This weekend's hot summer weather also included a bit of smoky haze over both the Missoula and Bitterroot valleys, reminiscent of last year's wildfire season.

National Weather Service Meteorologist Marty Whitmore said on Sunday that the small amount of smoke was actually coming from far away fires.

"That smoke's not really coming from our immediate area," said Whitmore. "We've been in a pretty good southwest flow aloft and I think the majority of that smoke is actually being transported from Northern California from that fire they have going along Interstate 5. It's really been active for the last few afternoons, and you can pretty clearly see it on satellite that that smoke has trekked over our area."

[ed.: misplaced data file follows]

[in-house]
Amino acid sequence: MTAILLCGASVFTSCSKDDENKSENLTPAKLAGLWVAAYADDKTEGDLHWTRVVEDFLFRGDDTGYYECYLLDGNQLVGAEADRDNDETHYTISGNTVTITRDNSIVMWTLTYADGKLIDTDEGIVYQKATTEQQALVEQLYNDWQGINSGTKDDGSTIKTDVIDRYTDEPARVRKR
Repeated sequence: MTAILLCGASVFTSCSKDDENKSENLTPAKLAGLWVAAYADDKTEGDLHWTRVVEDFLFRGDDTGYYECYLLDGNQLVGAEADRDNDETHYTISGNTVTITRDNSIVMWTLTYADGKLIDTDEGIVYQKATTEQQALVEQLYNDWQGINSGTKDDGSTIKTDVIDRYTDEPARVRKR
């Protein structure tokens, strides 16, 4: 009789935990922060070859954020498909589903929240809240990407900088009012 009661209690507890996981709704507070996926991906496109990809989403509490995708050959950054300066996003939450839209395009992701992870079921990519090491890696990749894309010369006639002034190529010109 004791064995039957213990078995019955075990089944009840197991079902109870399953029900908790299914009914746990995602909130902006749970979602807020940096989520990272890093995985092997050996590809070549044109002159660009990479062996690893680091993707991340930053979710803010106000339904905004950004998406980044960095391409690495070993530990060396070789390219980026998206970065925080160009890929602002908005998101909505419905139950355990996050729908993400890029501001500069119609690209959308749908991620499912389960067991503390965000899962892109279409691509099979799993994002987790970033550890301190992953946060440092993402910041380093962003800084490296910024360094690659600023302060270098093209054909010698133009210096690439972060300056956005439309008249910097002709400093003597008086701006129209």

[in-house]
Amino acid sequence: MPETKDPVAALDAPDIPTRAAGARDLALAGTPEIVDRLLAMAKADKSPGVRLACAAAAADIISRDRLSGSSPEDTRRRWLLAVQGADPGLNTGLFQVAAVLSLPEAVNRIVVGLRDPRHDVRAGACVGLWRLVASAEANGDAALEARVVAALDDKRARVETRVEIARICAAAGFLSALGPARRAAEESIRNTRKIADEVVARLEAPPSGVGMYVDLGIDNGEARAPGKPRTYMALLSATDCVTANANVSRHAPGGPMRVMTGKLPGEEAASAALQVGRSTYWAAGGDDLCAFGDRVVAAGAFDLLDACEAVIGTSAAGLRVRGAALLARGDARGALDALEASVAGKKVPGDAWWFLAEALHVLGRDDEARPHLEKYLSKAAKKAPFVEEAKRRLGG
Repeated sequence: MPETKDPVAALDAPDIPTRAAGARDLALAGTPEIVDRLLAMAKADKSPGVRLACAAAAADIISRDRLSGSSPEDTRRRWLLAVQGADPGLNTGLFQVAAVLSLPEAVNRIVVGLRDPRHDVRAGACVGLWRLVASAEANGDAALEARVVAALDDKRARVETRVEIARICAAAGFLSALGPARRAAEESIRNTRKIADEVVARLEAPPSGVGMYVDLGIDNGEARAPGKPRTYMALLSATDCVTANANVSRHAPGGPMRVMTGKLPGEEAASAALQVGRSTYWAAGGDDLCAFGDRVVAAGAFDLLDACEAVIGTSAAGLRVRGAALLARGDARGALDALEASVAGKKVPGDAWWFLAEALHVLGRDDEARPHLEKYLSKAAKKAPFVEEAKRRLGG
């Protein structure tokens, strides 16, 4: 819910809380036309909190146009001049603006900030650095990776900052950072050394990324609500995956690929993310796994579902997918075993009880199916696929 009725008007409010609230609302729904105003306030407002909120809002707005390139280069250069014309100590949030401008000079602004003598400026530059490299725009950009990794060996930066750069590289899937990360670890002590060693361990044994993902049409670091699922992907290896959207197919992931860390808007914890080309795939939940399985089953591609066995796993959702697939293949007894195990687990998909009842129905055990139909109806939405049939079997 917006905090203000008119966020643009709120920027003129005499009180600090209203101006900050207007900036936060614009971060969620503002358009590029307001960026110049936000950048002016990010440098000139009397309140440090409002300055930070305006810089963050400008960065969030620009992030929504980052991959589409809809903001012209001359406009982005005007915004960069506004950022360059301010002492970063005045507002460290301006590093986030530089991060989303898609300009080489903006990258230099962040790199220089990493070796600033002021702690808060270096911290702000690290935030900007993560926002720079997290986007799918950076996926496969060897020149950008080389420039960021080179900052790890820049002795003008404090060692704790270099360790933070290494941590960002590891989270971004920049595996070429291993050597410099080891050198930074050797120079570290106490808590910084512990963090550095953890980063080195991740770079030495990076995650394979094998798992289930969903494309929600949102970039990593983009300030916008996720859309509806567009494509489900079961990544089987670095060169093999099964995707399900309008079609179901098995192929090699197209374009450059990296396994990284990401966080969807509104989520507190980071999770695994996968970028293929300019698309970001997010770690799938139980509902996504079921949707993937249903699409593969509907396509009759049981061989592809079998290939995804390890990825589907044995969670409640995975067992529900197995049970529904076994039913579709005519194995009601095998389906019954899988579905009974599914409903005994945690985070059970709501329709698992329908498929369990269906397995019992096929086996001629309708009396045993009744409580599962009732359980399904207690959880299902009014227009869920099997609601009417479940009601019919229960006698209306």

Whitmore said conditions in Missoula are beginning to dry out, but there is little fire danger yet.

"Our fuels are not really there to where fire dangers are that prominent yet," he said. "But, we're in a pattern where we're going to have a very warm week, or even on Monday, where you can call it hot, out fuels are going to transition toward that like we would expect in July, and we'll start dealing with that fire danger as the month progresses, but we're just not there yet."

2017 was a record fire season for Montana with over a million acres of forest land consumed by mostly lightning-caused fires.

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